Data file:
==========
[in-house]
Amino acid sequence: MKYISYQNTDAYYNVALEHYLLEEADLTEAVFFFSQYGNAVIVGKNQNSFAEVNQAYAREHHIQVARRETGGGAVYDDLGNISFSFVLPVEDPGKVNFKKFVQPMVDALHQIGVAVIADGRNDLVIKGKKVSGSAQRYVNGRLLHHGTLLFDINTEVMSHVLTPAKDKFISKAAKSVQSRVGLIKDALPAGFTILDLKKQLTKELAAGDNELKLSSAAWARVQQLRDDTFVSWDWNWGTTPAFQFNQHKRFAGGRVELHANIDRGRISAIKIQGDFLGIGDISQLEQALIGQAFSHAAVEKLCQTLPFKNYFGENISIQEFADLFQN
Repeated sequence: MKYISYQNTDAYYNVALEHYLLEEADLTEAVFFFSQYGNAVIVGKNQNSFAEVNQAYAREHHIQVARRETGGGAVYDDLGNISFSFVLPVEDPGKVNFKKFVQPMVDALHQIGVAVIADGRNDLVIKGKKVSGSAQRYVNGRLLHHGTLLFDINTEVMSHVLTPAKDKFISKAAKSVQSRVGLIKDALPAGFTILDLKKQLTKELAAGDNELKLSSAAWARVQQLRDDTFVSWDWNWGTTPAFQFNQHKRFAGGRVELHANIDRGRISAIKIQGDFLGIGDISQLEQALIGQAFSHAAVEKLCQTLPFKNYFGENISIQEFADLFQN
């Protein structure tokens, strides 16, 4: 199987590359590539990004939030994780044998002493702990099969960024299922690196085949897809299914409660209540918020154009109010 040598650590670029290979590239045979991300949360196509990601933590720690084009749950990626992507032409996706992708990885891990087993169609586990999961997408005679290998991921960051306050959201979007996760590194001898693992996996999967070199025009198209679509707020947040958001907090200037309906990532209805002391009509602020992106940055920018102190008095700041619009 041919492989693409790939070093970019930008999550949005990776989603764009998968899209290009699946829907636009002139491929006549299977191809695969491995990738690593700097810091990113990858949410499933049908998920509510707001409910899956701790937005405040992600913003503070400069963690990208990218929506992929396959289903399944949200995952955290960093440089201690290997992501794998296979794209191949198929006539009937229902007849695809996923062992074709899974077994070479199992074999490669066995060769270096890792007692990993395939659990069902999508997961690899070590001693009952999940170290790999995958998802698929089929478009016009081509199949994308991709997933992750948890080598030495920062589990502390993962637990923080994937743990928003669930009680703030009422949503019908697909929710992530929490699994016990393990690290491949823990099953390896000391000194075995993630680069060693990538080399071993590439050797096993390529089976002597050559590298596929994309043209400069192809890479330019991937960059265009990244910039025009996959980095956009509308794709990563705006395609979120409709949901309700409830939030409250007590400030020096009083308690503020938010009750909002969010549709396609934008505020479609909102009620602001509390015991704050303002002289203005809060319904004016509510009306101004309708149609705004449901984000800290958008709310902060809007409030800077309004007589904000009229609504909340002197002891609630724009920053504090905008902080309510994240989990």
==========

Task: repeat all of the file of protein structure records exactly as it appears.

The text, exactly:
[in-house]
Amino acid sequence: MKYISYQNTDAYYNVALEHYLLEEADLTEAVFFFSQYGNAVIVGKNQNSFAEVNQAYAREHHIQVARRETGGGAVYDDLGNISFSFVLPVEDPGKVNFKKFVQPMVDALHQIGVAVIADGRNDLVIKGKKVSGSAQRYVNGRLLHHGTLLFDINTEVMSHVLTPAKDKFISKAAKSVQSRVGLIKDALPAGFTILDLKKQLTKELAAGDNELKLSSAAWARVQQLRDDTFVSWDWNWGTTPAFQFNQHKRFAGGRVELHANIDRGRISAIKIQGDFLGIGDISQLEQALIGQAFSHAAVEKLCQTLPFKNYFGENISIQEFADLFQN
Repeated sequence: MKYISYQNTDAYYNVALEHYLLEEADLTEAVFFFSQYGNAVIVGKNQNSFAEVNQAYAREHHIQVARRETGGGAVYDDLGNISFSFVLPVEDPGKVNFKKFVQPMVDALHQIGVAVIADGRNDLVIKGKKVSGSAQRYVNGRLLHHGTLLFDINTEVMSHVLTPAKDKFISKAAKSVQSRVGLIKDALPAGFTILDLKKQLTKELAAGDNELKLSSAAWARVQQLRDDTFVSWDWNWGTTPAFQFNQHKRFAGGRVELHANIDRGRISAIKIQGDFLGIGDISQLEQALIGQAFSHAAVEKLCQTLPFKNYFGENISIQEFADLFQN
């Protein structure tokens, strides 16, 4: 199987590359590539990004939030994780044998002493702990099969960024299922690196085949897809299914409660209540918020154009109010 040598650590670029290979590239045979991300949360196509990601933590720690084009749950990626992507032409996706992708990885891990087993169609586990999961997408005679290998991921960051306050959201979007996760590194001898693992996996999967070199025009198209679509707020947040958001907090200037309906990532209805002391009509602020992106940055920018102190008095700041619009 041919492989693409790939070093970019930008999550949005990776989603764009998968899209290009699946829907636009002139491929006549299977191809695969491995990738690593700097810091990113990858949410499933049908998920509510707001409910899956701790937005405040992600913003503070400069963690990208990218929506992929396959289903399944949200995952955290960093440089201690290997992501794998296979794209191949198929006539009937229902007849695809996923062992074709899974077994070479199992074999490669066995060769270096890792007692990993395939659990069902999508997961690899070590001693009952999940170290790999995958998802698929089929478009016009081509199949994308991709997933992750948890080598030495920062589990502390993962637990923080994937743990928003669930009680703030009422949503019908697909929710992530929490699994016990393990690290491949823990099953390896000391000194075995993630680069060693990538080399071993590439050797096993390529089976002597050559590298596929994309043209400069192809890479330019991937960059265009990244910039025009996959980095956009509308794709990563705006395609979120409709949901309700409830939030409250007590400030020096009083308690503020938010009750909002969010549709396609934008505020479609909102009620602001509390015991704050303002002289203005809060319904004016509510009306101004309708149609705004449901984000800290958008709310902060809007409030800077309004007589904000009229609504909340002197002891609630724009920053504090905008902080309510994240989990």